“We immediately hopped on an airplane, met with Interior and said, ‘We want secretarial procedures,’” recalls Poarch Creek attorney Teri Poust, a member of the band.

Unfortunately, Interior had not yet established procedures to handle the requests. The application remained on hold for several years.

“Finally it got to the point that the tribe was doing so well we really didn’t need to do it,” Poust said.

Poarch Creek is aware tribes seeking compacts are often forced to share revenues and cede regulatory authority to the state, a sore spot for a band proud of its sovereignty and self-governance.

“Right now we would give the state some money for a Class III compact. We have customers that would like Class III gaming,” Tullis said. “But we’re not willing to give up an awful lot because we’re making money hand-over-fist.”

Poarch Creek also realizes that should it continue to press for secretarial procedures, Carcieri would be a factor in potential litigation.

“If Poarch Creek pursued secretarial procedures there would be a lawsuit, and Carcieri would be included in the argument,” Poust said.

Carcieri and a related Supreme Court ruling in Salazar v. Patchek is also discouraging Poarch Creek from seeking to place most of 10,000 acres of fee land in federal trust, although land/trust applications have been filed with Interior.

Class II Debate

Poarch Creek’s gambling revenue is difficult to verify because the band does not disclose its earnings. But slot manufacturers estimate Poarch Creek’s inventory of 6,200 Class II machines, in a non-competitive market, could generate $500 million or more a year.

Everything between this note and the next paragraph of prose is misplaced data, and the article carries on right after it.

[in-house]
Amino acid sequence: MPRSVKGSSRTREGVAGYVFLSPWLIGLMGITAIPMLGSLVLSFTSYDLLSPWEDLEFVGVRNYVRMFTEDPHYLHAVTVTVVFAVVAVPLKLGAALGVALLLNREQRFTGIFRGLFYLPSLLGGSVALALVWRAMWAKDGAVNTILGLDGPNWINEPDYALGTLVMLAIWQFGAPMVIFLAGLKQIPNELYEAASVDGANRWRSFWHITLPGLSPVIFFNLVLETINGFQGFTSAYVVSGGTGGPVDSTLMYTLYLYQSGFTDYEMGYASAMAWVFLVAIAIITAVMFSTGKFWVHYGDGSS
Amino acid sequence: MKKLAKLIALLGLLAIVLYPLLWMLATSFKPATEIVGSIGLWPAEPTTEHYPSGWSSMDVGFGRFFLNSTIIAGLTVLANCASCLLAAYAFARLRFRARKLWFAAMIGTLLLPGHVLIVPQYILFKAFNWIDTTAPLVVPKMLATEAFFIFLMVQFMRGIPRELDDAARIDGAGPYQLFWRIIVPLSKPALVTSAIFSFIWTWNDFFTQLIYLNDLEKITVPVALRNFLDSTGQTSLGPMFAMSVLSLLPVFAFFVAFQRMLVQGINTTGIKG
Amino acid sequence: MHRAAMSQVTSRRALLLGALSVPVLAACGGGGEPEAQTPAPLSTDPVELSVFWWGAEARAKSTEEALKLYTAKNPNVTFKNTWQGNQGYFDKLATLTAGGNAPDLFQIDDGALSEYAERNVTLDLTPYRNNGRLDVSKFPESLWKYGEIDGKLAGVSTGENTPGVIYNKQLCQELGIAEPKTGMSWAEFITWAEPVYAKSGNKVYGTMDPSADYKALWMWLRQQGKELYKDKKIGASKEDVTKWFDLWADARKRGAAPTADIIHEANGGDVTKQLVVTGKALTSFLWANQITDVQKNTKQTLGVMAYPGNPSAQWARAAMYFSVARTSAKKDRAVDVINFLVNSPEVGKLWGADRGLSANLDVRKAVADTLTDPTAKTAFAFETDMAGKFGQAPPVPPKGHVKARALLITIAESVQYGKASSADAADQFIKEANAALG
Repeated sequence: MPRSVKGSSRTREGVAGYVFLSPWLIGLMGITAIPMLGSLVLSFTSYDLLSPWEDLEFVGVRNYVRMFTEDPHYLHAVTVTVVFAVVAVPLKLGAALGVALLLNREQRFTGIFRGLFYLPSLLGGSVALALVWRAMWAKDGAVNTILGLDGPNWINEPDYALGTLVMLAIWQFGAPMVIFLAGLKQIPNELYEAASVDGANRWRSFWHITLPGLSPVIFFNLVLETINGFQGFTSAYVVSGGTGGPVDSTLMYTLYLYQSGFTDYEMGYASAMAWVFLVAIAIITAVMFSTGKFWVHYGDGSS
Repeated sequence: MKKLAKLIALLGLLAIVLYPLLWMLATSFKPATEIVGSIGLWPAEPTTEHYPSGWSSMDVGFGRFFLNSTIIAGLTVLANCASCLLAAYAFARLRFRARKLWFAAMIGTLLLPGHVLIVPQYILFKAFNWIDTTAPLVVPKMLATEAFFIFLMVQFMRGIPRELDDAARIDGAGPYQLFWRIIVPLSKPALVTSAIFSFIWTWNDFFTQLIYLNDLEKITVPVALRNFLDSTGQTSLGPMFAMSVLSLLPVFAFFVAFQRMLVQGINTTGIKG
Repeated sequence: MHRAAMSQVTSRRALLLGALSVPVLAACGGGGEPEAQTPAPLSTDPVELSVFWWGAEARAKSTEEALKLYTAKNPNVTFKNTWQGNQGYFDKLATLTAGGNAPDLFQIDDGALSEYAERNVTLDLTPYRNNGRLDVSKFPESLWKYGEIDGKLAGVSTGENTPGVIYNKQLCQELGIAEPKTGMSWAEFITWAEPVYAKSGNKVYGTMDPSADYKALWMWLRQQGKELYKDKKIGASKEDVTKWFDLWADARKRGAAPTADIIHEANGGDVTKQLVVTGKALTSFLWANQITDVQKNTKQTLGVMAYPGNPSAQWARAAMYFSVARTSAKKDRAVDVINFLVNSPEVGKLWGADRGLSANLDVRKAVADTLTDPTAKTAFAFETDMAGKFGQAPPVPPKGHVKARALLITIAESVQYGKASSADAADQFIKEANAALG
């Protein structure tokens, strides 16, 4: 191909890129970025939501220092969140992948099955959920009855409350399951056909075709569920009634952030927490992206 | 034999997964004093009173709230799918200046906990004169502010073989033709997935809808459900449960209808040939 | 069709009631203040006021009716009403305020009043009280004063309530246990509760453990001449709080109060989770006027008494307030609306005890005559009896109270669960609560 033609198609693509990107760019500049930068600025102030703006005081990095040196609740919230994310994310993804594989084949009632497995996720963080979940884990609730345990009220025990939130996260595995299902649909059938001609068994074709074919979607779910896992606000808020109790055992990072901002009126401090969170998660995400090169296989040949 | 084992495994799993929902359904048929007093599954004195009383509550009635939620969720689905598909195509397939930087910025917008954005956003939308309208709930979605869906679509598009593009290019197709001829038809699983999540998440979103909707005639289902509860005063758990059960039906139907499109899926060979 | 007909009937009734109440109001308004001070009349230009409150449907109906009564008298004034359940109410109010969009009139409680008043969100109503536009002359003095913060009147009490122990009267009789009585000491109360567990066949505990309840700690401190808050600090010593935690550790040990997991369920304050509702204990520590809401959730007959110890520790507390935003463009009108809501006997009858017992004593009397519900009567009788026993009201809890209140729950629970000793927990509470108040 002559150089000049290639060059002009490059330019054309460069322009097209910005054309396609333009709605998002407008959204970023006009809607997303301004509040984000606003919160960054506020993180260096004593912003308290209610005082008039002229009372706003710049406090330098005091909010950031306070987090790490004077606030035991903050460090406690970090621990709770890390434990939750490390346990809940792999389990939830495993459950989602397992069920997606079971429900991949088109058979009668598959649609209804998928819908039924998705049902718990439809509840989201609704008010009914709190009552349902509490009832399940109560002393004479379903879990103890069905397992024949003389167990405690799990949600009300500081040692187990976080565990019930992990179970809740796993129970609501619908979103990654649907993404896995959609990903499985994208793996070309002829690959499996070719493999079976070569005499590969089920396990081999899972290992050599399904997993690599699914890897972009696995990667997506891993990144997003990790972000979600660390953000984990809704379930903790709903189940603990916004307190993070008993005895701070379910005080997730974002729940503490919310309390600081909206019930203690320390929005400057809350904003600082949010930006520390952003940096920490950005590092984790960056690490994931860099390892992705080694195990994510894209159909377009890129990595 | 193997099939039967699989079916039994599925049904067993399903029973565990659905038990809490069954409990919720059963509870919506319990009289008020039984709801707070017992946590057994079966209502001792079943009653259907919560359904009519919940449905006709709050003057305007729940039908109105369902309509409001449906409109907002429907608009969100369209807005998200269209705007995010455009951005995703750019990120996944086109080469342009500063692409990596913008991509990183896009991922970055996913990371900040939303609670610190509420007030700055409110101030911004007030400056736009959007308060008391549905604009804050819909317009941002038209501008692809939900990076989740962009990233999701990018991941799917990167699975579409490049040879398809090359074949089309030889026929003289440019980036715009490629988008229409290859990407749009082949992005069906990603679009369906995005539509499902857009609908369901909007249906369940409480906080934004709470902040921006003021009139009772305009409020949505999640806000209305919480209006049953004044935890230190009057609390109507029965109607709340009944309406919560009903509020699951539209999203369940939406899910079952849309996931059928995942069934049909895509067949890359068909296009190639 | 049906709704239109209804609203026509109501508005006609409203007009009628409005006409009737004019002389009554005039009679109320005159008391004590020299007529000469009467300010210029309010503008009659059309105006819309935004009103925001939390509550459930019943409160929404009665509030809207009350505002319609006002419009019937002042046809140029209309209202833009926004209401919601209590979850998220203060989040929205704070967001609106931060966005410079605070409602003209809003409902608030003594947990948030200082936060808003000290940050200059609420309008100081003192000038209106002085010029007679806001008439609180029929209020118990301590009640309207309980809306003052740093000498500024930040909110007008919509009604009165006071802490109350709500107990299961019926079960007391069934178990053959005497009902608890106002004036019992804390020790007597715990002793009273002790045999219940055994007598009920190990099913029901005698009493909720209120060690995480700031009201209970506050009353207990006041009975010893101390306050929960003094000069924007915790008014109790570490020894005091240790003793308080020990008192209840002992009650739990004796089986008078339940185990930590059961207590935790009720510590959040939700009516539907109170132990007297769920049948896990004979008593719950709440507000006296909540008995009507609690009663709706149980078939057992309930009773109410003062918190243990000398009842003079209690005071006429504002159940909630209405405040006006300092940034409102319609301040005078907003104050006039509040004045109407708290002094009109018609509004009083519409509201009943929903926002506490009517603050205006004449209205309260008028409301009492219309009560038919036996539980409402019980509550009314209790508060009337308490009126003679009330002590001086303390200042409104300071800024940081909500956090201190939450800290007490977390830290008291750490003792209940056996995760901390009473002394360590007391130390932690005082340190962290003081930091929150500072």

There are some 425 Indian casinos in 28 states, but only 12 are equipped exclusively with Class II machines, according to the 2013 Indian Gaming Industry Report and other sources.

Manufacturers estimate of the 350,000 slot machines in Indian Country, 7 percent to 10 percent are Class II devices.

Federal regulations classify bingo as a game played against other players, regardless of whether machines resemble house-banked Class III slots.

The National Indian Gaming Commission (NIGC), the federal regulatory authority for tribal casinos, last year revised rules and regulations to make Class II machines more profitable.

The agency also announced a proposed “reinterpretation” of a 2008 NIGC rule that “one-touch” bingo machines were a facsimile of Class III machines requiring a tribal-state compact. The opinion was published last summer in the Federal Register by a tribal-friendly NIGC headed by outgoing chairwoman Tracie Stevens, a President Obama appointee.